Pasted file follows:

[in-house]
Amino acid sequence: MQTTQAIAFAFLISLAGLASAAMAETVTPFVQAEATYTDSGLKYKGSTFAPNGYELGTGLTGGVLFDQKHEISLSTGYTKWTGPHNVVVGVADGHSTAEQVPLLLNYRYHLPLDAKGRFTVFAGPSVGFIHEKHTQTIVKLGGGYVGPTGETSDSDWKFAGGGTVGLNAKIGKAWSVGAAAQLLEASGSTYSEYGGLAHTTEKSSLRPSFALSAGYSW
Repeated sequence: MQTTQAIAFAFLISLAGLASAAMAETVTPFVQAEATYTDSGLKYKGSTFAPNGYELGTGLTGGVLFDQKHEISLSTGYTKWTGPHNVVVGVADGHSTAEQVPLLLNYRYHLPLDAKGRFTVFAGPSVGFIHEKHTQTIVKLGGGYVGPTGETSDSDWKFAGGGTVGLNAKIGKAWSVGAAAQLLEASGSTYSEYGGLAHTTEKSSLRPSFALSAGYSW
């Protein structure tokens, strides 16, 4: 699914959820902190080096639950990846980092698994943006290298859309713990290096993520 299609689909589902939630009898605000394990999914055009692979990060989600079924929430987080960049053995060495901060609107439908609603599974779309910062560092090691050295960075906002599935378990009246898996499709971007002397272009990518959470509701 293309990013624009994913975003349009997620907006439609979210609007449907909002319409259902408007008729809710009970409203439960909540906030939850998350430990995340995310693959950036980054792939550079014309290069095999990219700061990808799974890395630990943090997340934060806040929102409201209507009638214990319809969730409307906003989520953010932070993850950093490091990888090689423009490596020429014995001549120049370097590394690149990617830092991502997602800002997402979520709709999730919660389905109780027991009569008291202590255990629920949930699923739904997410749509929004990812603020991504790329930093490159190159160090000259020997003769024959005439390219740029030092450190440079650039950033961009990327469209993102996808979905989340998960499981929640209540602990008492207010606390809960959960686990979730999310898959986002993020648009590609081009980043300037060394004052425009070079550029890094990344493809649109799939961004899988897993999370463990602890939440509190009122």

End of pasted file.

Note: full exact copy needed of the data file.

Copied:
[in-house]
Amino acid sequence: MQTTQAIAFAFLISLAGLASAAMAETVTPFVQAEATYTDSGLKYKGSTFAPNGYELGTGLTGGVLFDQKHEISLSTGYTKWTGPHNVVVGVADGHSTAEQVPLLLNYRYHLPLDAKGRFTVFAGPSVGFIHEKHTQTIVKLGGGYVGPTGETSDSDWKFAGGGTVGLNAKIGKAWSVGAAAQLLEASGSTYSEYGGLAHTTEKSSLRPSFALSAGYSW
Repeated sequence: MQTTQAIAFAFLISLAGLASAAMAETVTPFVQAEATYTDSGLKYKGSTFAPNGYELGTGLTGGVLFDQKHEISLSTGYTKWTGPHNVVVGVADGHSTAEQVPLLLNYRYHLPLDAKGRFTVFAGPSVGFIHEKHTQTIVKLGGGYVGPTGETSDSDWKFAGGGTVGLNAKIGKAWSVGAAAQLLEASGSTYSEYGGLAHTTEKSSLRPSFALSAGYSW
């Protein structure tokens, strides 16, 4: 699914959820902190080096639950990846980092698994943006290298859309713990290096993520 299609689909589902939630009898605000394990999914055009692979990060989600079924929430987080960049053995060495901060609107439908609603599974779309910062560092090691050295960075906002599935378990009246898996499709971007002397272009990518959470509701 293309990013624009994913975003349009997620907006439609979210609007449907909002319409259902408007008729809710009970409203439960909540906030939850998350430990995340995310693959950036980054792939550079014309290069095999990219700061990808799974890395630990943090997340934060806040929102409201209507009638214990319809969730409307906003989520953010932070993850950093490091990888090689423009490596020429014995001549120049370097590394690149990617830092991502997602800002997402979520709709999730919660389905109780027991009569008291202590255990629920949930699923739904997410749509929004990812603020991504790329930093490159190159160090000259020997003769024959005439390219740029030092450190440079650039950033961009990327469209993102996808979905989340998960499981929640209540602990008492207010606390809960959960686990979730999310898959986002993020648009590609081009980043300037060394004052425009070079550029890094990344493809649109799939961004899988897993999370463990602890939440509190009122």